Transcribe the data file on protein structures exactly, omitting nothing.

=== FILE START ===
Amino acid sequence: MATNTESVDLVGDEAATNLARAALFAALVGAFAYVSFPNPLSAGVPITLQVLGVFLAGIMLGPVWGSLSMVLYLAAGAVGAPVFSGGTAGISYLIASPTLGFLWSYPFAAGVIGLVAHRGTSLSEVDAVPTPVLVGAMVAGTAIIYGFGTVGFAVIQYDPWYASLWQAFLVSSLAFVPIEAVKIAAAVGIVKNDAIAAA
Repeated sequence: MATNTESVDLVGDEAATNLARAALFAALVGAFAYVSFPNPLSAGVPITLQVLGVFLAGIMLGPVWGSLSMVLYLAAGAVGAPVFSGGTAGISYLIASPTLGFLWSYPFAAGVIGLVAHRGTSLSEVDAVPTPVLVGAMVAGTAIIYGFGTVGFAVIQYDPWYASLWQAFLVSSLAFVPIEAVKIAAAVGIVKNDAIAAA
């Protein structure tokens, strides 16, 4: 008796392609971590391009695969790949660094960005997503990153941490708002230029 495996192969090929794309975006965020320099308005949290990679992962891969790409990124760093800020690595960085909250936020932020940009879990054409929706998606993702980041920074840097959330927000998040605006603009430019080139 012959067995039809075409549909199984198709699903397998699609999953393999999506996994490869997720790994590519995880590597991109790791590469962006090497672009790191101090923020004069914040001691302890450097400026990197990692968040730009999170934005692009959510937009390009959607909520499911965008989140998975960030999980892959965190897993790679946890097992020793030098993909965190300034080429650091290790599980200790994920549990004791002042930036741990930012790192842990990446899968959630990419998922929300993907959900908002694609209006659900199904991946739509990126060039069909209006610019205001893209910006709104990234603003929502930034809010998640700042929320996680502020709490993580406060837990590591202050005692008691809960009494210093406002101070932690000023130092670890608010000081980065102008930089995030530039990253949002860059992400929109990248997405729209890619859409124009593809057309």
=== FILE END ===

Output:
Amino acid sequence: MATNTESVDLVGDEAATNLARAALFAALVGAFAYVSFPNPLSAGVPITLQVLGVFLAGIMLGPVWGSLSMVLYLAAGAVGAPVFSGGTAGISYLIASPTLGFLWSYPFAAGVIGLVAHRGTSLSEVDAVPTPVLVGAMVAGTAIIYGFGTVGFAVIQYDPWYASLWQAFLVSSLAFVPIEAVKIAAAVGIVKNDAIAAA
Repeated sequence: MATNTESVDLVGDEAATNLARAALFAALVGAFAYVSFPNPLSAGVPITLQVLGVFLAGIMLGPVWGSLSMVLYLAAGAVGAPVFSGGTAGISYLIASPTLGFLWSYPFAAGVIGLVAHRGTSLSEVDAVPTPVLVGAMVAGTAIIYGFGTVGFAVIQYDPWYASLWQAFLVSSLAFVPIEAVKIAAAVGIVKNDAIAAA
């Protein structure tokens, strides 16, 4: 008796392609971590391009695969790949660094960005997503990153941490708002230029 495996192969090929794309975006965020320099308005949290990679992962891969790409990124760093800020690595960085909250936020932020940009879990054409929706998606993702980041920074840097959330927000998040605006603009430019080139 012959067995039809075409549909199984198709699903397998699609999953393999999506996994490869997720790994590519995880590597991109790791590469962006090497672009790191101090923020004069914040001691302890450097400026990197990692968040730009999170934005692009959510937009390009959607909520499911965008989140998975960030999980892959965190897993790679946890097992020793030098993909965190300034080429650091290790599980200790994920549990004791002042930036741990930012790192842990990446899968959630990419998922929300993907959900908002694609209006659900199904991946739509990126060039069909209006610019205001893209910006709104990234603003929502930034809010998640700042929320996680502020709490993580406060837990590591202050005692008691809960009494210093406002101070932690000023130092670890608010000081980065102008930089995030530039990253949002860059992400929109990248997405729209890619859409124009593809057309």